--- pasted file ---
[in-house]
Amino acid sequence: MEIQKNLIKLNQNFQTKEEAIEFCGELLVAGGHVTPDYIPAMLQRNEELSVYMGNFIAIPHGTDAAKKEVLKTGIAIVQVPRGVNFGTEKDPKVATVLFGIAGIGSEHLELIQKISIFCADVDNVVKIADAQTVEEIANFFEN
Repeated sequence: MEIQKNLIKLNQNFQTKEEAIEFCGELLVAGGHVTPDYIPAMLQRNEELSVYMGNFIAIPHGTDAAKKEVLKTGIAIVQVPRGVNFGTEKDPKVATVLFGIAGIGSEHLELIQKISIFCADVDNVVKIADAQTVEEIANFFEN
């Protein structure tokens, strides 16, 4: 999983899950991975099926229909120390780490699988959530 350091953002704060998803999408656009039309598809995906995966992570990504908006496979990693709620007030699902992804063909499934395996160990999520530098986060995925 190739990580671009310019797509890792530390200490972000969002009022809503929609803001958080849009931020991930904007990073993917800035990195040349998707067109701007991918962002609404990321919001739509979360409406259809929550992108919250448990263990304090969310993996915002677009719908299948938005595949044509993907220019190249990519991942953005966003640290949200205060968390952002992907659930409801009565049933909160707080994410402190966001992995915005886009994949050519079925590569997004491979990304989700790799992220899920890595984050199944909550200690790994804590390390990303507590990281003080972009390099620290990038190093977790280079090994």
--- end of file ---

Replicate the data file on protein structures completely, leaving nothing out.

[in-house]
Amino acid sequence: MEIQKNLIKLNQNFQTKEEAIEFCGELLVAGGHVTPDYIPAMLQRNEELSVYMGNFIAIPHGTDAAKKEVLKTGIAIVQVPRGVNFGTEKDPKVATVLFGIAGIGSEHLELIQKISIFCADVDNVVKIADAQTVEEIANFFEN
Repeated sequence: MEIQKNLIKLNQNFQTKEEAIEFCGELLVAGGHVTPDYIPAMLQRNEELSVYMGNFIAIPHGTDAAKKEVLKTGIAIVQVPRGVNFGTEKDPKVATVLFGIAGIGSEHLELIQKISIFCADVDNVVKIADAQTVEEIANFFEN
């Protein structure tokens, strides 16, 4: 999983899950991975099926229909120390780490699988959530 350091953002704060998803999408656009039309598809995906995966992570990504908006496979990693709620007030699902992804063909499934395996160990999520530098986060995925 190739990580671009310019797509890792530390200490972000969002009022809503929609803001958080849009931020991930904007990073993917800035990195040349998707067109701007991918962002609404990321919001739509979360409406259809929550992108919250448990263990304090969310993996915002677009719908299948938005595949044509993907220019190249990519991942953005966003640290949200205060968390952002992907659930409801009565049933909160707080994410402190966001992995915005886009994949050519079925590569997004491979990304989700790799992220899920890595984050199944909550200690790994804590390390990303507590990281003080972009390099620290990038190093977790280079090994």